12-year-old Mumbai boy convinces father to go full solar | mumbai news | Hindustan Times
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12-year-old Mumbai boy convinces father to go full solar

After installing four sets of solar panels on the roofs of his houses, a businessman reduced his electricity bill by 34%

mumbai Updated: Jun 18, 2018 12:48 IST
Badri Chatterjee
Badri Chatterjee
Hindustan Times
Solar power,Madh Island,Solar panels
Mehul Mehta was convinced by his son Maanav to install solar panels on his four bungalows in Madh Island.(HT Photo)

When 12-year-old Maanav Mehta learnt about solar energy and its benefits at school, he managed to convince his father to put it to use for their homes and cut more than a third of their electricity bill.

The father, Mehul Mehta, 40, who runs a construction business, installed solar power generators in all four bungalows that his family owns on Madh Island, off Versova in 2017 and has been glad he switched to renewable energy.

“My son was the driving force behind my understanding of solar energy and its benefits,” said Mehta. “At first, I did not understand the returns and impact it would have on the environment. However, within a few months, the electricity bill began depreciating rapidly, and my son would explain to me how much carbon footprint we have reduced.”

Because of solar power, Mehta has been able to go off-the-grid for most of the year, except during the monsoon when cloud cover hinders the sun, and slash more than ₹4 lakh from his electricity bill last year.

While the Mehtas themselves live in only one bungalow, they have rented out the other three for events and film shoots. In all, Mehta has installed 80 solar panels with a combined capacity of 26-kilowatt power (kWp), covering 100% of the buildings’ electricity requirements. On a sunny day, the maximum electricity generation is 35 units per day while on a cloudy day it is 14 units. For comparison, an average two bedroom-hall-kitchen apartment in Mumbai consumes 10-12 units of electricity per day.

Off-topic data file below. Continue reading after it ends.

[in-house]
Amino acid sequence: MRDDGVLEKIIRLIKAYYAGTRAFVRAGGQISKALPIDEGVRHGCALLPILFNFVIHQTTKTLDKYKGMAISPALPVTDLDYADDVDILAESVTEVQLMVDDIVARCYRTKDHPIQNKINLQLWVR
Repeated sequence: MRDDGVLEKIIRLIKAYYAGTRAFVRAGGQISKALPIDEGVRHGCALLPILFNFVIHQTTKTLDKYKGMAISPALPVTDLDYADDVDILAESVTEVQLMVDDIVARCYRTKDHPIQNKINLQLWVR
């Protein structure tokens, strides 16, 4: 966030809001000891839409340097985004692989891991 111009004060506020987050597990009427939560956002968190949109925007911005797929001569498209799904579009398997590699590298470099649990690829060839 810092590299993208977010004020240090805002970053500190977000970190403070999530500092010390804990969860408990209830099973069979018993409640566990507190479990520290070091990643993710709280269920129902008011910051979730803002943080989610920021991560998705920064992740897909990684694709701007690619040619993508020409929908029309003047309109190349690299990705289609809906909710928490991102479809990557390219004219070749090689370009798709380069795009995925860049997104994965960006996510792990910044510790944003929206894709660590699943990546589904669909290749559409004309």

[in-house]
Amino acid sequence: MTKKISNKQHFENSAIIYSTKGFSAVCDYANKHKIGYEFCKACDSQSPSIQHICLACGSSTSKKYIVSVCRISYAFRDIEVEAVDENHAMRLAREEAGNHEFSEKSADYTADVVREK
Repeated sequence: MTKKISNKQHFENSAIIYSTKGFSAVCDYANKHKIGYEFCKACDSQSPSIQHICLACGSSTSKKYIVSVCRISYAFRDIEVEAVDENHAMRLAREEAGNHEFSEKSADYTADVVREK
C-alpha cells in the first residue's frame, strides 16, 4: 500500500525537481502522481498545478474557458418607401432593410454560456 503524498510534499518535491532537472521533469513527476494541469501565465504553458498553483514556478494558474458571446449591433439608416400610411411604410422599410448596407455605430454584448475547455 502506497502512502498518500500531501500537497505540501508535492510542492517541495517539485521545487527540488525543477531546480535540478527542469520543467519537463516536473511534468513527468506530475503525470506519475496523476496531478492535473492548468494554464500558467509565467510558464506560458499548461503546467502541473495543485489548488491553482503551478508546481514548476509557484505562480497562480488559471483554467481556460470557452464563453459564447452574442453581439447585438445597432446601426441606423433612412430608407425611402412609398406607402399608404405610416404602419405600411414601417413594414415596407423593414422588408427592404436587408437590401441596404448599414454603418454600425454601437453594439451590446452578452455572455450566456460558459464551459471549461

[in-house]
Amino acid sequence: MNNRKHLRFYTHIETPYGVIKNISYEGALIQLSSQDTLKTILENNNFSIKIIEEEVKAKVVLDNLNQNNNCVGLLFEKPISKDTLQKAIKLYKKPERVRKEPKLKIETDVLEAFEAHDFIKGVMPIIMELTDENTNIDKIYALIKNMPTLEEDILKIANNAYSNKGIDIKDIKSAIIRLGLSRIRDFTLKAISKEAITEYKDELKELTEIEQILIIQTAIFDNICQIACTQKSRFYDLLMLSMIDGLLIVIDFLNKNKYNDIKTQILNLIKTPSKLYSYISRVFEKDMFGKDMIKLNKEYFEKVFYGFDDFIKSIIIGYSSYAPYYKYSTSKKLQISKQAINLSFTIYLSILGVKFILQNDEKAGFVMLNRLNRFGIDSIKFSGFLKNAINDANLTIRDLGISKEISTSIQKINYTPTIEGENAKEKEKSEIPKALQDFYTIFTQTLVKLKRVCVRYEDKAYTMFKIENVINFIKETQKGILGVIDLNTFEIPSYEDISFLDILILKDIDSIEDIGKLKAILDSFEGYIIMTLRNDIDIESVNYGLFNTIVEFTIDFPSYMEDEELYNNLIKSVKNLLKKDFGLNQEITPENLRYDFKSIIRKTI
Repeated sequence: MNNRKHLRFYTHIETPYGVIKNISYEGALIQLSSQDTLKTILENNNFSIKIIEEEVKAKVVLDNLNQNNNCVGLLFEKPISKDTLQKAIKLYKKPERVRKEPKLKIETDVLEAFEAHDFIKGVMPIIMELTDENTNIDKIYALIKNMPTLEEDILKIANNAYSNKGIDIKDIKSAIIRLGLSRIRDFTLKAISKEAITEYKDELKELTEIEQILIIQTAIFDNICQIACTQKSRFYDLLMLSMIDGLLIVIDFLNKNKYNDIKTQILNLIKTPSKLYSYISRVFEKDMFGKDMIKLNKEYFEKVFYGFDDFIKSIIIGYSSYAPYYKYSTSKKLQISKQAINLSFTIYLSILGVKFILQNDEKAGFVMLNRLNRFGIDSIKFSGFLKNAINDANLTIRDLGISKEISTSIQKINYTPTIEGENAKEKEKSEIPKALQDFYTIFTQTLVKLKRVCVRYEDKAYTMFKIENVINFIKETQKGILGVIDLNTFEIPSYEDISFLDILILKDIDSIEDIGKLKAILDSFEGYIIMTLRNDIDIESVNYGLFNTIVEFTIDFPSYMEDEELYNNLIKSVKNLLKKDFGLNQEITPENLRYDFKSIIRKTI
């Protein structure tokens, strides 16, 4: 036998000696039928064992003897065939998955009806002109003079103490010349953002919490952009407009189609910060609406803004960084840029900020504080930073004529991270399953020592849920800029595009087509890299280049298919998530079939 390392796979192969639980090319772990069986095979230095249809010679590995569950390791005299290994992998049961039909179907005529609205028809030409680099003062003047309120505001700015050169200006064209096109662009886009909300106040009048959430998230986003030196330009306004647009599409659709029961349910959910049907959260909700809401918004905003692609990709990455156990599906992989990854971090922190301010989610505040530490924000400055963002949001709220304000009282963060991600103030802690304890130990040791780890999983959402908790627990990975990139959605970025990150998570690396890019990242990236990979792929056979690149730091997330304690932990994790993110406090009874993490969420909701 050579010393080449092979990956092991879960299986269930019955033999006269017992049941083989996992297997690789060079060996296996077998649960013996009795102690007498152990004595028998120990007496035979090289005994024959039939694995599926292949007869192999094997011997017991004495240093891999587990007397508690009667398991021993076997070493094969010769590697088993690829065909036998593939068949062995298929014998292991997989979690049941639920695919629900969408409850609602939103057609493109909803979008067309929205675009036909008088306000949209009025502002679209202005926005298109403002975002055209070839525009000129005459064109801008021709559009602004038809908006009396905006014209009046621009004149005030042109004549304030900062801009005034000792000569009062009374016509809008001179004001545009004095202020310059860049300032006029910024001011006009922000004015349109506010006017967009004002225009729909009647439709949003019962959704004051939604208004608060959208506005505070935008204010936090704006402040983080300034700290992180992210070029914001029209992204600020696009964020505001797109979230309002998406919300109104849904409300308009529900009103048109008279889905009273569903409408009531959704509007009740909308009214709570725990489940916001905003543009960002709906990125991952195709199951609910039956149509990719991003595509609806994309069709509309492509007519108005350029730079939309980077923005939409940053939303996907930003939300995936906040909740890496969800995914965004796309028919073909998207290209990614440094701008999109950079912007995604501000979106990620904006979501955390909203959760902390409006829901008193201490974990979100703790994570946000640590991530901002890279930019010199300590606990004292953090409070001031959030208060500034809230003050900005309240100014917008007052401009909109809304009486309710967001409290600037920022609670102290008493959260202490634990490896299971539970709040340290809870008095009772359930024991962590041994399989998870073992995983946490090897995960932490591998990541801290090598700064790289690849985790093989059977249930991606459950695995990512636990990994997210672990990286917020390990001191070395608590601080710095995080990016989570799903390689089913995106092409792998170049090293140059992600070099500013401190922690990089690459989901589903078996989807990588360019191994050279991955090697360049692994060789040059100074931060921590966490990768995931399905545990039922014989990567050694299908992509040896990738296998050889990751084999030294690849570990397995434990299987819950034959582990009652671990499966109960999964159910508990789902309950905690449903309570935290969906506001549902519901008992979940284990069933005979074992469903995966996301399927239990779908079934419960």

The family had help from Devendra Shetye, a green-building consultant during the installation. Shetye said that in addition to the Mehtas’ bungalows, the roads connecting them are also lit by solar-powered lamps. “They spent ₹18 lakh to set up the solar-power system and received a subsidy of ₹5 lakh from the state government,” he said. Any excess electricity generated from the panels would be sent back to the main power grid, leaving the Mehtas with a bill amount for only net power usage.

Before switching to solar power, each bungalow came with a monthly electricity bill of ₹25,000 and after, came down by 34%. Mehta’s son, Maanav had earlier calculated that over its lifetime, the solar panel system could eliminate 646 tonnes of carbon dioxide emissions — equivalent to planting 1,033 teak trees. “These details are freely available on the Ministry of New and Renewable Energy website. I have shared this with my peers and teachers at school,” said Maanav, who studies at Jamnabai Narsee School in Vile Parle.

“If large apartments and bungalows such as this can adopt solar power like this, it helps reduce the dependence on the grid and allows electricity access for remote areas. Such efforts boost the central government’s solar mission and spread awareness about the demand for clean energy,” said a senior official from the Ministry of New and Renewable Energy.

First Published: Jun 18, 2018 00:44 IST